Friedman, himself fluent in the web's current language of race and the digital conversation about it, described "colorblindness" as the main source of this disconnect, as it's the notion that's led many young people to believe that talking about race is inherently racist or bad.

    "[They] feel like [they're] going to step on a land mine if [they] say the wrong thing," Friedman said. "The heart of that made us realize there's an opportunity to look at these issues, dive in, and create a real forum — whether it's through our spots on air or online — to have a conversation that excavates this very complicated, thorny issue."

    In addition to on-air PSAs, MTV is developing a documentary-style Untitled Whiteness Project, which will explore the anxieties of white youths grappling with America's shift to a majority-minority society.

    "There's an opportunity to open up and explore by putting the spotlight on the experiences of young white people as they're navigating the college admissions process or they're wondering how come there are diversity clubs for all these different groups, how come there isn't a white club?" Jason Rzepka, MTV's SVP of Communications & Public Affairs, told BuzzFeed. "There will be instances in which we need to make clear that there are privileges that people have inherently — if that's class, if that's race, if that's gender. That's part of the equation: to create an understanding and acknowledgment of privilege as a concept. Through working on this campaign, what I feel is that I'm very aware of my privilege and I want to use my privilege for good. Any great social movement is populated by allies. It can't just be about the oppressed people."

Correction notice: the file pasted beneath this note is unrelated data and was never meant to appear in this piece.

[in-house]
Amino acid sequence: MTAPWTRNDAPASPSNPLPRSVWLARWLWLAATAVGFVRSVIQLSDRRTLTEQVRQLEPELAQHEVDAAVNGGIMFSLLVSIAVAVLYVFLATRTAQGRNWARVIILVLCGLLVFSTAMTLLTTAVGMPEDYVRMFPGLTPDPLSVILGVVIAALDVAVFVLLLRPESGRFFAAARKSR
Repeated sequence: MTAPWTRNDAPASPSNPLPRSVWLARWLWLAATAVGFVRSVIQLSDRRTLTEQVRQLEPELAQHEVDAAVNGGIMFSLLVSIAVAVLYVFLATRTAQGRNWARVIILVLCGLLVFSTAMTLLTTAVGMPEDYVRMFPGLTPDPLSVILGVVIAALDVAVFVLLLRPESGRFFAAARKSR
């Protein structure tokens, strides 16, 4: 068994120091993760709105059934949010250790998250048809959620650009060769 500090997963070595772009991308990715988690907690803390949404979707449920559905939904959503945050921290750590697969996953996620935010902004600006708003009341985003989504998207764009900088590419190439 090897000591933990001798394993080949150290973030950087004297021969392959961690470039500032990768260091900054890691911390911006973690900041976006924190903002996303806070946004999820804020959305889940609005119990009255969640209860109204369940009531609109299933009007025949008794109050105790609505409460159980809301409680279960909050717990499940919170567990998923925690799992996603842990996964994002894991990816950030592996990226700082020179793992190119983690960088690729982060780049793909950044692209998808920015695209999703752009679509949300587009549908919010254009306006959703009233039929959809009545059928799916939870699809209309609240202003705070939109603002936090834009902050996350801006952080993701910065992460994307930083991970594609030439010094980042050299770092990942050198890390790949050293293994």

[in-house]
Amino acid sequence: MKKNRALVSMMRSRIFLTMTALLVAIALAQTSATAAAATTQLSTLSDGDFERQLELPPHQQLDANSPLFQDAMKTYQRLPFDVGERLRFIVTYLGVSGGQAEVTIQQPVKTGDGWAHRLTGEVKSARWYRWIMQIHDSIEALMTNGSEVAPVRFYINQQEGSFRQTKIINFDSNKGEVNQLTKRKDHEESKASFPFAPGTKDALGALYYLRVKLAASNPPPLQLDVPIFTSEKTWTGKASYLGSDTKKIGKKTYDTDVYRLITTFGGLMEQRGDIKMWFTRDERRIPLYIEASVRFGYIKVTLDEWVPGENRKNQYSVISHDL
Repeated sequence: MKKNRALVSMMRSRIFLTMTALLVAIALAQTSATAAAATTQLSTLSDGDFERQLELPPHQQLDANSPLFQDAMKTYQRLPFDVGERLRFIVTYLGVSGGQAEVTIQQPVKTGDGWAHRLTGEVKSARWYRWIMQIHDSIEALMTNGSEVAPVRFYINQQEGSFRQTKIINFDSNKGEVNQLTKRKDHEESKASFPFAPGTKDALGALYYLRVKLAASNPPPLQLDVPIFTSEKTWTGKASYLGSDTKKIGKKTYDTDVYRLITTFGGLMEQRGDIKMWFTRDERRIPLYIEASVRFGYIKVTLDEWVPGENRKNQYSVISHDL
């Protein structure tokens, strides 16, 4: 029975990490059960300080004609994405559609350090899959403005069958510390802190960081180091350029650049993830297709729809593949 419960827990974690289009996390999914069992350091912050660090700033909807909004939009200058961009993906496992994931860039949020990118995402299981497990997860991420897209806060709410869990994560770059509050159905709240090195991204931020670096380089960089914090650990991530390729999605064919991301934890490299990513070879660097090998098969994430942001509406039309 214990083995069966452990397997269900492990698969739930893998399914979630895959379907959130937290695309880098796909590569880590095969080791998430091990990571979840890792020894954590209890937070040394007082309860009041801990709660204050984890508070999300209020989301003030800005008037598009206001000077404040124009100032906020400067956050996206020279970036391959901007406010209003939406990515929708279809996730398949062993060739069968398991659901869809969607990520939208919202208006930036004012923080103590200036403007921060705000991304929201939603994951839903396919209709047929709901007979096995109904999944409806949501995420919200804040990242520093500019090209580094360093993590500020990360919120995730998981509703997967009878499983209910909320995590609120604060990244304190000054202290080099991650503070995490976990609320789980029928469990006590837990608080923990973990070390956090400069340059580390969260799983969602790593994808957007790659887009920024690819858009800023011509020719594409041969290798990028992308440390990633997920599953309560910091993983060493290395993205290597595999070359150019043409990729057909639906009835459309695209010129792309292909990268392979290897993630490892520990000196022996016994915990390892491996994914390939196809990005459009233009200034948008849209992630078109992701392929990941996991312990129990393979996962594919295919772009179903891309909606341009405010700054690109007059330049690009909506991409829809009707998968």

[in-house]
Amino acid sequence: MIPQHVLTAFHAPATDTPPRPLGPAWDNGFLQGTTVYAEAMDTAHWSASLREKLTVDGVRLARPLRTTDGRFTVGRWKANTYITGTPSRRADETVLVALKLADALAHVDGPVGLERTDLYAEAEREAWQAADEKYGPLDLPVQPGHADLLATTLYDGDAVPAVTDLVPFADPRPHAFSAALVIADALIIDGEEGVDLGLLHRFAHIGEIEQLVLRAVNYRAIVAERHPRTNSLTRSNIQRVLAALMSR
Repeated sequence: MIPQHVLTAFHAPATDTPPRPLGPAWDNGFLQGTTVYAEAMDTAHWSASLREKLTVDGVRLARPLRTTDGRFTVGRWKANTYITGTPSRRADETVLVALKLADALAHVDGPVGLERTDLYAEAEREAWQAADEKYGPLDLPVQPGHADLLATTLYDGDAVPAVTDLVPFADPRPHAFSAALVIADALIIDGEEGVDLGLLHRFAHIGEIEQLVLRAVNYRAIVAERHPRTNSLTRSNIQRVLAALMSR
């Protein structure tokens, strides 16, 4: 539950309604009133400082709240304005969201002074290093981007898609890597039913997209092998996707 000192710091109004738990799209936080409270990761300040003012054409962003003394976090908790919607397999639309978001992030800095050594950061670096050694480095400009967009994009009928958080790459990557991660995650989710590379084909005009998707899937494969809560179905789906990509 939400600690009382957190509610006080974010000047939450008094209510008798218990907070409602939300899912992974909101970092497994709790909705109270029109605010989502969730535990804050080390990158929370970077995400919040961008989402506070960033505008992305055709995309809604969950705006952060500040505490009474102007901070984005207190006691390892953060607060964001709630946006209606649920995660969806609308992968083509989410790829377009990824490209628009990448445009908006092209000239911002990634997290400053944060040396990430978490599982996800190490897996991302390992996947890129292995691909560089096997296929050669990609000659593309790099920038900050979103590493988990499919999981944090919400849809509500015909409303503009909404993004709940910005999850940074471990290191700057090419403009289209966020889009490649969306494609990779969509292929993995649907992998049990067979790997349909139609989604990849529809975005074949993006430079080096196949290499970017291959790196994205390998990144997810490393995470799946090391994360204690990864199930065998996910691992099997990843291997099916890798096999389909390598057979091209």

The "Look Different" campaign will also ask MTV viewers to participate in online activities like an "Implicit Bias Quiz" and seven-day "Racial Bias Cleanse," the latter of which includes downloading a "non-stereotypical image," such as that of a black female scientist, and setting it as the background of one's phone. A "See that/Say this" section on the campaign's website will ask participants to send tweets, facts, or GIFs in reaction to problematic statements like, "Asians can't fail, it's like genetically impossible, right?"

    "[Though] our audience is great on certain issues and understanding what feels homophobic, or sexist, or racist, it's the obvious examples, like the Clippers example," Friedman said, citing the recent incident in which former L.A. Clippers owner Donald Sterling was recorded making overtly racist remarks against black people. More insidious examples of racism, such as asserting that someone looks or does not look like they belong to a particular racial or ethnic group they identify with, are often left unexamined, Friedman said. "I think it's those hidden biases that we want to surface and have a conversation about."